Within the nonneoplastic prostatic glands, radiation results in glandular atrophy, squamous metaplasia, and cytologic atypia23 (eFigs. 14.21 to 14.31). Although one may find vascular radiation changes, the stromal atypia characteristic of radiation in other organs is not usually seen. The distinction between irradiated nonneoplastic prostatic glands and carcinoma is best made on the low-magnification architectural pattern of the glands (Table 14.2). Within the radiated normal prostate, glands maintain their normal architectural lobular configuration. In contrast to carcinoma, the nonneoplastic glands are separated by a modest amount of prostatic stroma. On higher magnification, whereas glands of prostatic carcinoma are lined by a single cell layer, there is piling up of the nuclei within irradiated normal prostate as well as an occasional recognizable basal cell layer (Fig. 14.7). This piling up of the cells in radiated benign glands frequently appears slightly spindled resembling urothelial metaplasia. The finding of scattered markedly atypical nuclei within well-formed acini is typical of radiated benign glands and rare in prostate carcinoma. Prostate carcinomas that are sufficiently differentiated to form glands rarely manifest the degree of atypia seen with radiation, and if present, would be more uniformly present in all cells. Radiated nuclei also have a degenerative, hyperchromatic, smudgy appearance as opposed to malignant prostatic nuclei that usually contain prominent nucleoli. Irradiated nonneoplastic glands often are atrophic, in contrast to gland-forming prostatic adenocarcinomas that typically have abundant cytoplasm. It has been demonstrated that high molecular weight cytokeratin, p63, and/or alpha-methylacyl-CoA-racemase (AMACR) immunohistochemistry can aid in the diagnosis of irradiated prostate.24–27
Although it may be difficult to diagnose high-grade PIN following radiation therapy, this diagnosis may occasionally be made in this setting.28 The typical nuclear changes of high-grade PIN characterized by prominent nucleoli are present, which differ from the degenerative smudgy chromatin seen with radiation atypia.
Radiated adenocarcinoma of the prostate may show either no recognizable difference from nonradiated cancer or the effects of radiation damage. In order to diagnose either pattern of cancer, the key feature is that architecturally, the findings are inconsistent with benign glands. The presence of closely packed glands with a haphazard infiltrative growth pattern is typical of adenocarcinoma and cannot be attributed to radiation change (Fig. 14.8). Similarly, the presence of infiltrating individual epithelial cells is diagnostic of carcinoma (Fig. 14.9). Cancers not showing any treatment effect have typical prostate cancer nuclei with prominent nucleoli and glands with a modest amount of cytoplasm (eFig. 14.32). Cancers with radiation effect demonstrate either glands or individual cells with abundant vacuolated cytoplasm or single cells with indistinct cytoplasm (eFigs. 14.33 to 14.56). Nuclei lack apparent nucleoli and are either large with bizarre shapes or pyknotic with smudged chromatin.4,12,29–32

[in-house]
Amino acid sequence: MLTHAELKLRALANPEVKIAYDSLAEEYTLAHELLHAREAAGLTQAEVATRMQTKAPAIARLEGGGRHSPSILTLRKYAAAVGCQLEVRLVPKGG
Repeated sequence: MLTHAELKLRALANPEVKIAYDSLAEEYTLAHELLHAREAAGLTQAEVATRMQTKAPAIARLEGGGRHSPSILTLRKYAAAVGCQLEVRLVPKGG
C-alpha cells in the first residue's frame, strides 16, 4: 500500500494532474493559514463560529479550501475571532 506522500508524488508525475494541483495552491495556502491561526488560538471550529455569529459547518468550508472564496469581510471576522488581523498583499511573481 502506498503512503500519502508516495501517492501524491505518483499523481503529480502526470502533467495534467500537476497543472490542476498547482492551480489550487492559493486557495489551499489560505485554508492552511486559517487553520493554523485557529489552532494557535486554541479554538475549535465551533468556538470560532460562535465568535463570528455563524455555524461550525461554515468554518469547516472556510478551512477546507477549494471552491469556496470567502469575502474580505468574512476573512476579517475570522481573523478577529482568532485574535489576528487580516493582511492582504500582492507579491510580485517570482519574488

There are differences in the effect on the prostate depending on the type of radiation administered. Brachytherapy, also known as interstitial radiotherapy, where radioactive seeds are implanted in the prostate, results in more atypia in benign prostate glands than with external beam radiation therapy.32 Similarly, there is less decrease in the atypia in benign glands over time in men with brachytherapy. With external beam radiotherapy, the atypia in benign glands is less apparent after 4 years following therapy. Radiation atypia in benign glands can persist, especially with brachytherapy, for many years with prominent atypia seen as late as 6 years later. The best data on the significance of cancer with treatment effect is from Crook et al.33 They revealed that 2-year posttreatment biopsy status is a strong predictor of 5-year disease-free survival rate: 82% and 83% for negative and indeterminate (cancer with treatment effect) biopsies, respectively, versus 27% for positive biopsies without treatment effect.33
When signing out postradiotherapy biopsies, we diagnose them as “benign,” “cancer without significant treatment effect” (a Gleason grade is assigned), or “cancer showing significant treatment effect” (no Gleason grade assigned).
The expression of proliferation markers (PCNA/MIB-1) in postradiated cancer can also help predict clinical failure.34 Relatively few studies have been done on the immunohistochemistry of radiated prostate, with most cases showing retention of their PSAP and PSA positivity in almost all cases.14,29,35
POSTRADICAL PROSTATECTOMY BIOPSIES
Following radical prostatectomy, a needle biopsy of the prostatic fossa may be performed to detect recurrence. There are no uniform guidelines as to when postradical prostatectomy biopsies are performed to document postoperative failure. Practices range from routine biopsies in men with rising postoperative serum PSA levels to reliance on clinical findings to establish a diagnosis of recurrent prostate cancer. Several investigators have demonstrated the difficulty in diagnosing recurrent adenocarcinoma on biopsy, sometimes requiring the patient to have several needle biopsies over time.36–38 We have demonstrated that recurrent cancer on needle biopsy may be focal and difficult to diagnose, in part due to the limited extent of cancer seen on biopsy (Fig. 14.10, eFigs. 14.57 to 14.61).39